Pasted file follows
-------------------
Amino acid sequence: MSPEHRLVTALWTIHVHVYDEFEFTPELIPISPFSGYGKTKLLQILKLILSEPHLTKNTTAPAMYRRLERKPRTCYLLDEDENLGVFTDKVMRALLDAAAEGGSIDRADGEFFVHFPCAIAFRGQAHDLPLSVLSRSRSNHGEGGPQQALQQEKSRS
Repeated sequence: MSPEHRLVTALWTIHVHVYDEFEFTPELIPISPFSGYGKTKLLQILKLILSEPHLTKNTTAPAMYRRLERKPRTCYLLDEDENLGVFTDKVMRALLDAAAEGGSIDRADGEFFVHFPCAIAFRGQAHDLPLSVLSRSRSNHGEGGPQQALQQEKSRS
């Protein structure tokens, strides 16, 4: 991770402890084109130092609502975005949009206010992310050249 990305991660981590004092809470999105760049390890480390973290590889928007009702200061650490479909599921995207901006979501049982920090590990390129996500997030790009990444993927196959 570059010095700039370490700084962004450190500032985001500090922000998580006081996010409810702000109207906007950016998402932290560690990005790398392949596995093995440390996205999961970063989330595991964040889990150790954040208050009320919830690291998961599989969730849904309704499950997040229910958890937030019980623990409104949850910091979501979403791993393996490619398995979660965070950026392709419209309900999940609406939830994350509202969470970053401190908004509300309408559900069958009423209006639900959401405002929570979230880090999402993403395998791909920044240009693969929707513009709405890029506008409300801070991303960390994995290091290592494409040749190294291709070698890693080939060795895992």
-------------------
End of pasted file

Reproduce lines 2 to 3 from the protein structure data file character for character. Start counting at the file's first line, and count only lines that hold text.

Repeated sequence: MSPEHRLVTALWTIHVHVYDEFEFTPELIPISPFSGYGKTKLLQILKLILSEPHLTKNTTAPAMYRRLERKPRTCYLLDEDENLGVFTDKVMRALLDAAAEGGSIDRADGEFFVHFPCAIAFRGQAHDLPLSVLSRSRSNHGEGGPQQALQQEKSRS
């Protein structure tokens, strides 16, 4: 991770402890084109130092609502975005949009206010992310050249 990305991660981590004092809470999105760049390890480390973290590889928007009702200061650490479909599921995207901006979501049982920090590990390129996500997030790009990444993927196959 570059010095700039370490700084962004450190500032985001500090922000998580006081996010409810702000109207906007950016998402932290560690990005790398392949596995093995440390996205999961970063989330595991964040889990150790954040208050009320919830690291998961599989969730849904309704499950997040229910958890937030019980623990409104949850910091979501979403791993393996490619398995979660965070950026392709419209309900999940609406939830994350509202969470970053401190908004509300309408559900069958009423209006639900959401405002929570979230880090999402993403395998791909920044240009693969929707513009709405890029506008409300801070991303960390994995290091290592494409040749190294291709070698890693080939060795895992």